Summary of Managing the Myths of Health Care

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Rating

9 Overall

9 Applicability

8 Innovation

9 Style


Recommendation

Management guru Henry Mintzberg brings his contrarian, astute advice to health care. After an indictment of dysfunctional “health care systems” worldwide – particularly in the United States and Canada – he prescribes greater collaboration, less competition and more emphasis on cause over cure. From the folly of “managerial fads” to simplistic government fixes, Mintzberg argues that health care suffers from weak leadership and trendy strategy. To his way of thinking, only on-the-ground management can fix it. While health care must include specialists, he says, it should overcome the divisions among physicians, administrators and providers. Such silos reinforce entrenched hierarchies and undermine patient care. While always politically neutral, getAbstract thinks health care professionals, administrators, policy makers, politicians, patients and investors will find food for thought in Mintzberg’s analysis.

In this summary, you will learn

  • What aspects of health care aren’t working,
  • What myths obscure possible solutions and
  • What solutions can fix health care.
 

About the Author

Henry Mintzberg teaches at McGill University’s School of Management. His 19 books include Rebalancing Society, Managing, Simply Managing and Strategy Safari.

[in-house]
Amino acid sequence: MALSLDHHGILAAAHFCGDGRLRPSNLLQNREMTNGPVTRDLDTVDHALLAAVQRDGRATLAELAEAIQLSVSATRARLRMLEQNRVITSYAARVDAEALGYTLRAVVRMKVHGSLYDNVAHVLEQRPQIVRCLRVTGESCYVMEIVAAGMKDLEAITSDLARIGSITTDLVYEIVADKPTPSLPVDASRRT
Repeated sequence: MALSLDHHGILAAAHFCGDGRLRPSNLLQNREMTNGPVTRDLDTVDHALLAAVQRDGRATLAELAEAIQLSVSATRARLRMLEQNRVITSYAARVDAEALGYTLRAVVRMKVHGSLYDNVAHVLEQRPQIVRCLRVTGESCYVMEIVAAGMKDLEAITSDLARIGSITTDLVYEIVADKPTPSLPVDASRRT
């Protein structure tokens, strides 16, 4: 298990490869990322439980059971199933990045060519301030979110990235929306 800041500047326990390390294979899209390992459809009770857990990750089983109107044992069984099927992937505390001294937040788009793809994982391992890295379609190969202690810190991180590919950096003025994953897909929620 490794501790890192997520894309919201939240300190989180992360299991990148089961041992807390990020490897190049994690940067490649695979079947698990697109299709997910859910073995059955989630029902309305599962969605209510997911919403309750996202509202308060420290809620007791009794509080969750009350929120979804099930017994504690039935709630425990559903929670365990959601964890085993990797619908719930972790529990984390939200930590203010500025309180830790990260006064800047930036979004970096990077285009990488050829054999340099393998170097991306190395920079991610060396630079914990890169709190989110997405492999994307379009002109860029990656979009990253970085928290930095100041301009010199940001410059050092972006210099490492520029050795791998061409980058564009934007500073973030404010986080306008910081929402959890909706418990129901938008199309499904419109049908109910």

Summary

Health Care Is Not a Business

Worldwide, health care has made tremendous strides. People now live longer than ever in human history. Yet patients and their families want, expect and demand more, but they “don’t want to pay for it.” This makes cost cutting paramount, and health care systems suffer.

Leaders in government and health care administration – who seldom understand the daily work of doctors, nurses and other practitioners – implement trendy fixes under the guise of running health care “like a business.” Health care can’t focus on cost cutting – nor can it put the burdens of “caveat emptor” and “comparison shopping” on sick, sometimes dying or incapacitated patients. Society can’t let pharmaceutical giants charge “what the market will bear” for products patients need to stay alive. Nor should administrators use carrots and sticks to motivate doctors and nurses, who put up with daily tragedy and stress largely because they see their work as a “calling.” Health care can benefit from some business practices, but it can’t operate as a business.

“Collaborative Autonomy”

Administrators, governments and pharmaceuticals share only part of the blame...


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    Katie BOURDET 1 year ago
    There are interesting parallels to his view on what healthcare needs and to what I think large corporations need. And I'd be interested to see the agile method used to build ground up ways to approach healthcare. The Mayo Clinic sounds good but I bet there are even better ways waiting to be co-designed.
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    Valeriy Mitrokhin 2 years ago
    Specific book is the ground for reflection
  • Avatar
    Goodluck Ugbah 2 years ago
    self esteem
  • Avatar
    Ron Carter 2 years ago
    Thought provoking challenge, probable or possible? Motivates the read to search into the mind and writings of this author. Positive read.JRC